Senator Jim Talent (R) is completing his first, short term, having been elected in 2002--a strong year for the GOP. Missouri is a swing state, and while it has a conservative cast, a Democratic trend could be felt here. Talent is not that well known and he has not yet secured the seat, given his brief tenure.
Majority Leader Bill Frist's retirement in Tennessee gives Democrats a shot at an open seat. The evaluations on this contest vary wildly, depending on the identity of the eventual GOP nominee in a three-way primary contest. Congressman Harold Ford, an African-American, will be the Democratic candidate, and his chances depend in part on how divisive the Republican primary turns out to be, as well as how conservative the GOP nominee is.
Some Democrats insist that wealthy businessman Jim Pederson has a chance to upend incumbent Senator Jon Kyl (R) in Arizona. This is a long-shot for the Democrats, but one that they might well need.
We've just reviewed the Democratic Senate wish list. They'd have to capture six of these seven seats and hold every single one of their own. And there's the rub. It's possible, but Democrats have some shaky seats themselves.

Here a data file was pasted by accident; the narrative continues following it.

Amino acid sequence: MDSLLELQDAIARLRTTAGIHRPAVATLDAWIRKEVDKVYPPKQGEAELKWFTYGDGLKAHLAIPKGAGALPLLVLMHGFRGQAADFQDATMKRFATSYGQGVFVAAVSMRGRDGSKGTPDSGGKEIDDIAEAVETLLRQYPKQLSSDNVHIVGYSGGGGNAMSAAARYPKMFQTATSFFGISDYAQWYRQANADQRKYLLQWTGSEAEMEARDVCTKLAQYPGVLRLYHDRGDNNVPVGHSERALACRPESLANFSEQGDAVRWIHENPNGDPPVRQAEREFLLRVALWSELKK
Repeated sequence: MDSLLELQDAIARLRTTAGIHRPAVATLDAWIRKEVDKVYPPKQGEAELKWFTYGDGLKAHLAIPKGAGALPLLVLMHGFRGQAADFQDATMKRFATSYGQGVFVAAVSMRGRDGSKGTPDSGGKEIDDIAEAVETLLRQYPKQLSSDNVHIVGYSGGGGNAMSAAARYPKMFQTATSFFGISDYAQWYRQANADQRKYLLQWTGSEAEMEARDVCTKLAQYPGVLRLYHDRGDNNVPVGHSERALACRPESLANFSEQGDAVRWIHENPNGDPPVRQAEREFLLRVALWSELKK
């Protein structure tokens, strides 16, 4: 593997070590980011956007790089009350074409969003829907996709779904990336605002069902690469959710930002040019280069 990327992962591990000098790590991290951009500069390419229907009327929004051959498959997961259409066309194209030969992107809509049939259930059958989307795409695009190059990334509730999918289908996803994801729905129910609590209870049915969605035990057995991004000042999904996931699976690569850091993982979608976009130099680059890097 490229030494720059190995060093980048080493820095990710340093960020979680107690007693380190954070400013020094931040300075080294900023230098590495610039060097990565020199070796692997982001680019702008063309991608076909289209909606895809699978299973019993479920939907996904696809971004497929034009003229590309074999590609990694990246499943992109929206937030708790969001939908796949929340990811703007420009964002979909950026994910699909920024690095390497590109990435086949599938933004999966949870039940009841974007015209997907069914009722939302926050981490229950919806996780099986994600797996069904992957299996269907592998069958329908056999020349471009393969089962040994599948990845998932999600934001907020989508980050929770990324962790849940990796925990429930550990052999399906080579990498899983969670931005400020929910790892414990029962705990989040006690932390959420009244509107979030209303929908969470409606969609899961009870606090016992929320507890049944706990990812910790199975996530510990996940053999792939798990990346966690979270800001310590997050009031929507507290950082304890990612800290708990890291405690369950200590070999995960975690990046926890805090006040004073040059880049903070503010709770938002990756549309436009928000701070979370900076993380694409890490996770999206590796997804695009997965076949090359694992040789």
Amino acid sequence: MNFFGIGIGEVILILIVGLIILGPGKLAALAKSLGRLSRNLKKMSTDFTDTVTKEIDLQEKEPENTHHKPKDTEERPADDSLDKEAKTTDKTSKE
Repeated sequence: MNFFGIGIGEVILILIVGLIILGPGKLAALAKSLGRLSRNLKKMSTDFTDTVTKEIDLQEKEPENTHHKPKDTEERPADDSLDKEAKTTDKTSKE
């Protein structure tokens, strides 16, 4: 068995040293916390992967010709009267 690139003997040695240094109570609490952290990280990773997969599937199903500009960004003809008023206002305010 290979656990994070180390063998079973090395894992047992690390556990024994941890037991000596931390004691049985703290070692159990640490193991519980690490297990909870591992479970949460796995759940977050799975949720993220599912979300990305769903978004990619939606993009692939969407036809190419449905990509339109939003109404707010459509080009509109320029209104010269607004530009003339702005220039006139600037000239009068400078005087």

One of the shakiest is in Minnesota, where one-term Democrat Mark Dayton is retiring. Congressman Mark Kennedy will be the GOP nominee, and he is well funded and organized. The Democratic field has now been winnowing down, and most Minnesota Democrats seem to be betting on Hennepin County Attorney Amy Klobuchar. Minnesota is far more competitive than it was in the era of Hubert Humphrey's DFL, but the Democrats still have the edge here except in strong GOP years. 2006 is not going to be a strong GOP year. Nonetheless, Kennedy has a fighting chance to steal this seat from the Democrats.
Newly appointed Senator Bob Menendez of New Jersey has the "D" next to his name in running for a full term, and that may be all that he needs in this increasingly Blue state. However, he's not the cleanest candidate around--though that rarely seems to bother cynical Garden State voters--and he may have primary opposition, followed by a tough challenge from state Sen. Tom Kean, Jr., the son of the former, popular GOP governor. It will be difficult to oust Menendez, but Kean has upset potential.
Senator Maria Cantwell (D) of Washington has not achieved real popularity in her first term, won in a squeaker in 2000, and she faces a sharp, wealthy Republican: Mike McGavick, the former CEO of Safeco. Again, though, Cantwell benefits from the luck of the draw in election years. Even a mild national Democratic drift in this basically Democratic state may be enough to deliver a second term for her.